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Parks And Recreation: "Sister City"

Illustration for article titled iParks And Recreation/i: Sister City
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Good evening, P&R people!  Steve Heisler is down with the flu that's sweeping through the A.V. Club offices like Falcon Henne jokes through a Twitter feed, so he won't be able to provide your recap tonight.  Luckily, having replaced my blood with gallons of gin, I am immune to all human diseases, and I'll be stepping in to handle tonight's episode.

Parks & Rec is one of my favorite shows of the last few years — Greg Daniels and company obviously learned quickly that you can't spend too much time finding your voice or the audience will desert you.  This show has managed to conquer the first-season learning curve with lightning speed; starting with "Rock Show" at the end of last season, it got on a roll like poppy seeds.  Last week's "Practice Date" was the first time all year I felt like P&R wasn't firing on all cylinders, but even so, it had plenty of strong moments.  (Much as you could usually tell if you were in for a great rather than merely good episode of Mr. Show by whether or not David Cross was wearing shorts in the intro, the presence of Chris Pratt seems to be a bellwether of how good an episode of Parks & Recreation you're going to get.)


The premise of this episode seemed promising enough, anyway — the town of Pawnee is visited by a representative of their sister city in Venezuela, played by the usually reliable Fred Armisen.  Leslie's nervous, with her usual combination of obsequieousness and condescension; this sets up another great gag about the horribly offensive murals at Pawnee Town Hall, this one featuring a visiting rabbi locked in a cage with a label reading "UNKNOWN".

Once the visitors arrive, Leslie's forced to imitate America's favorite punching bag, Hillary Clinton, as the Venezuelans prove to be rude, arrogant and cruel; they treat Tom like a native porter (which he doesn't mind as long as cash comes with it), they scoff at Leslie's gift of high-quality corn syrup, and they constantly mistake the female employees of the Department for prostitutes.  Ron Swanson is happy with their gift of a solid gold revolver, but he's the only one who's happy; Leslie in particular is on a constant slow burn because of their running down America in general and Pawnee in particular.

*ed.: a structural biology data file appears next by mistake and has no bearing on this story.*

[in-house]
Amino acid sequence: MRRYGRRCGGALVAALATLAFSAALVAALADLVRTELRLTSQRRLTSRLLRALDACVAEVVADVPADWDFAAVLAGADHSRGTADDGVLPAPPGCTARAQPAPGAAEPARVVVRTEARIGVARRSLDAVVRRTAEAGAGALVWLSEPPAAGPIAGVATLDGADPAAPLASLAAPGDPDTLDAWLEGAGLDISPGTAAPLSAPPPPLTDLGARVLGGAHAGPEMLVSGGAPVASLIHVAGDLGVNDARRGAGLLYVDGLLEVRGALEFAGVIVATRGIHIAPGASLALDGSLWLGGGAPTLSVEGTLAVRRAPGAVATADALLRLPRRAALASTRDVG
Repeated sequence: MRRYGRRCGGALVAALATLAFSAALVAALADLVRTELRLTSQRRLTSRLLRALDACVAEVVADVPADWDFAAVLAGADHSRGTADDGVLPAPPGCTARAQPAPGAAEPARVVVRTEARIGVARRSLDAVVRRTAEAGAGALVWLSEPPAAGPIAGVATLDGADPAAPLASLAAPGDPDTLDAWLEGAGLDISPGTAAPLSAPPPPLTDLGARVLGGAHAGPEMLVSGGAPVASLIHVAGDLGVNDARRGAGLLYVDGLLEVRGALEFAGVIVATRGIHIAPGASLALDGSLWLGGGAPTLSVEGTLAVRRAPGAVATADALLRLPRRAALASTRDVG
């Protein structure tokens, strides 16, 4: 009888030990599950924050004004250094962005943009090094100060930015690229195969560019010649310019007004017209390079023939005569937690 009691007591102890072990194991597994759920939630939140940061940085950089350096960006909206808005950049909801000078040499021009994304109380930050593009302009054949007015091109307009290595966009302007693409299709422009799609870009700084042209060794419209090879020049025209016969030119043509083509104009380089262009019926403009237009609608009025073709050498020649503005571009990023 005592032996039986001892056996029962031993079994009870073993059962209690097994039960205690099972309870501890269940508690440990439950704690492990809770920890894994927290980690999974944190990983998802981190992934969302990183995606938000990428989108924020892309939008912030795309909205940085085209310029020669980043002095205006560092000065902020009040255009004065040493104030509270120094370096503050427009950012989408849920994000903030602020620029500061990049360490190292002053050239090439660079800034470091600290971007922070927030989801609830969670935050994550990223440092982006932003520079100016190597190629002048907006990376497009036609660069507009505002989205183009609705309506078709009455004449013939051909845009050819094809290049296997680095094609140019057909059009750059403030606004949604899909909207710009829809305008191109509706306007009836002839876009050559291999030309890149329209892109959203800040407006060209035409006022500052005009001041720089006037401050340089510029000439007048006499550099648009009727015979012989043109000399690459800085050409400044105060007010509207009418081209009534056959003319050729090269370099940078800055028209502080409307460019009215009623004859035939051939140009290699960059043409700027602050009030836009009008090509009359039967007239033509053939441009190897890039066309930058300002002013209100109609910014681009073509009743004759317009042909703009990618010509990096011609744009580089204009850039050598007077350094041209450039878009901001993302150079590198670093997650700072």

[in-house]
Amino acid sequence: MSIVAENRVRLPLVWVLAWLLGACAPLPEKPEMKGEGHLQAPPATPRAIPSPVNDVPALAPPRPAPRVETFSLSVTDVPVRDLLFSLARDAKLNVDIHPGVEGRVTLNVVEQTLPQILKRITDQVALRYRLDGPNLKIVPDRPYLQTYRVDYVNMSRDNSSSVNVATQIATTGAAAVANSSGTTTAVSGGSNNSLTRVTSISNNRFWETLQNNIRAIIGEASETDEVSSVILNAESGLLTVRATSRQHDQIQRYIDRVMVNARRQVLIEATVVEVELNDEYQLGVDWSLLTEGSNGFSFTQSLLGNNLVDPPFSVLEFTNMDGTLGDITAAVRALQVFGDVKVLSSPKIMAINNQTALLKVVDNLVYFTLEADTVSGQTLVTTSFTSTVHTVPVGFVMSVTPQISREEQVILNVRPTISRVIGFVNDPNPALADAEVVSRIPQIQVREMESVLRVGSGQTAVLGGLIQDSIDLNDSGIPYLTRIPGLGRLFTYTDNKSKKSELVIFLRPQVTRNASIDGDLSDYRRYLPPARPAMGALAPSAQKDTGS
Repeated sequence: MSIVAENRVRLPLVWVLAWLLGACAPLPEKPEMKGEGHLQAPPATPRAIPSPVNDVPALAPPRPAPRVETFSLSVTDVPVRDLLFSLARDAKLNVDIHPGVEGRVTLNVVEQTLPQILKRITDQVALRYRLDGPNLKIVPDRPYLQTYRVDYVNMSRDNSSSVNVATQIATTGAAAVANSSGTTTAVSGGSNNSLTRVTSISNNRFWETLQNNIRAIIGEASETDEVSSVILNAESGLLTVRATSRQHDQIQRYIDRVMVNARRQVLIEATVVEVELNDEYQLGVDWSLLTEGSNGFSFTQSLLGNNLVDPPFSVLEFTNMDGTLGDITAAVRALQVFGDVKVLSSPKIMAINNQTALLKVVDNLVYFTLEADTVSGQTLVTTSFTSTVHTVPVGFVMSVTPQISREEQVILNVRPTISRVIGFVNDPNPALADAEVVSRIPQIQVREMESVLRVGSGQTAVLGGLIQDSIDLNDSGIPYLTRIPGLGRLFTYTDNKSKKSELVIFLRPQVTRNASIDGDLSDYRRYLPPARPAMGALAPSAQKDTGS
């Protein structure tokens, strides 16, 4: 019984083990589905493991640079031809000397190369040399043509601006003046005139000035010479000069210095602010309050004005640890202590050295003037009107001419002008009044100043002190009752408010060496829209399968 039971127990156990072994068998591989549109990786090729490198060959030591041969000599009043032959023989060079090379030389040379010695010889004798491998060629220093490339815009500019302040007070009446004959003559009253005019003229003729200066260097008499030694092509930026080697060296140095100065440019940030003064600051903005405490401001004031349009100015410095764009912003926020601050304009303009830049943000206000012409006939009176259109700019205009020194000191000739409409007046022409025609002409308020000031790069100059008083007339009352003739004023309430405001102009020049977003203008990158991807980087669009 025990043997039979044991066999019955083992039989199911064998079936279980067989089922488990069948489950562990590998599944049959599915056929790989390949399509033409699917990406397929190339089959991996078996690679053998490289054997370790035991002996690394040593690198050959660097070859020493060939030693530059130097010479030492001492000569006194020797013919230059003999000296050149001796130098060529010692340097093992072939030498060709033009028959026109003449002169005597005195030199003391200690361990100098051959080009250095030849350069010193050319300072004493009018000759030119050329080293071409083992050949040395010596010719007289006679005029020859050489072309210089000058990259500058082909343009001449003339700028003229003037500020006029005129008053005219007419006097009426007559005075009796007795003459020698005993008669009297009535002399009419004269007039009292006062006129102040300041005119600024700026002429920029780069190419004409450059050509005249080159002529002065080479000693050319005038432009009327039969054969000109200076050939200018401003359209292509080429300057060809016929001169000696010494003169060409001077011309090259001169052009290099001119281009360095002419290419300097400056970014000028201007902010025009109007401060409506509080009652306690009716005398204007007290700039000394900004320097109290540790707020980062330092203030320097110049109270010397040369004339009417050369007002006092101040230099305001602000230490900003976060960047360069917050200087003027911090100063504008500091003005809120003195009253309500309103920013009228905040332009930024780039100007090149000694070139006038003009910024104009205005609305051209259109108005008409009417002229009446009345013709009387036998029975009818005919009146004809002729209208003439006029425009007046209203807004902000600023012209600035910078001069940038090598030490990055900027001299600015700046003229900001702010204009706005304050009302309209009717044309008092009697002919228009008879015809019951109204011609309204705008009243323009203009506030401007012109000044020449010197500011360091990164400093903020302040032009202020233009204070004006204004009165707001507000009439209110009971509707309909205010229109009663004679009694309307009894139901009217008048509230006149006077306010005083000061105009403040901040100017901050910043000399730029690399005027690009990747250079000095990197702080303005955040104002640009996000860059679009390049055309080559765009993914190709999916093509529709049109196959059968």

This finally leads to a big confrontation after a town hall meeting (dominated by a way-too-padded talking head segment with Armisen) where Leslie tells off the visiting Venezuelans and disses their main man Hugo Chavez.  When the Venezuelans try to reconcile by offering her a $35,000 check — enough to fill in the pit, hey, remember that? — she goes along with at first until it becomes clear (in a bit that lands with a heavy clunk) that it's a bribe as part of pro-Chavez propaganda.  (Tom shows a little depth of character and salvages Leslie's humiliation by donating his tip money to the park fund.)

This was easily the weakest episode of the season — maybe of the series.  Not only did it suffer from the absence of most of the supporting cast and a return to petulant Leslie, but the whole thing was terribly padded; it seemed like a C-plot drawn out to episode length.  The political overtones were ham-handed, and the humor went way, way broad in a show that's benefited from subtle character development.  You get one clunker a year, though; as long as this is P&R's biggest season 2 misstep, it won't damage things too much.


Stray Observations:

- April speaks spanish with her usual verve and intensity.  "Yes, I am very powerful and feared by many."


- "I told you, gold sequined sweat pants."

- "This city was planned?"

- "Oil is food for cars."

- "Kernstens rubber nipples:  taste like the real thing."

- "American children are fattened more efficiently than any other children in the world."


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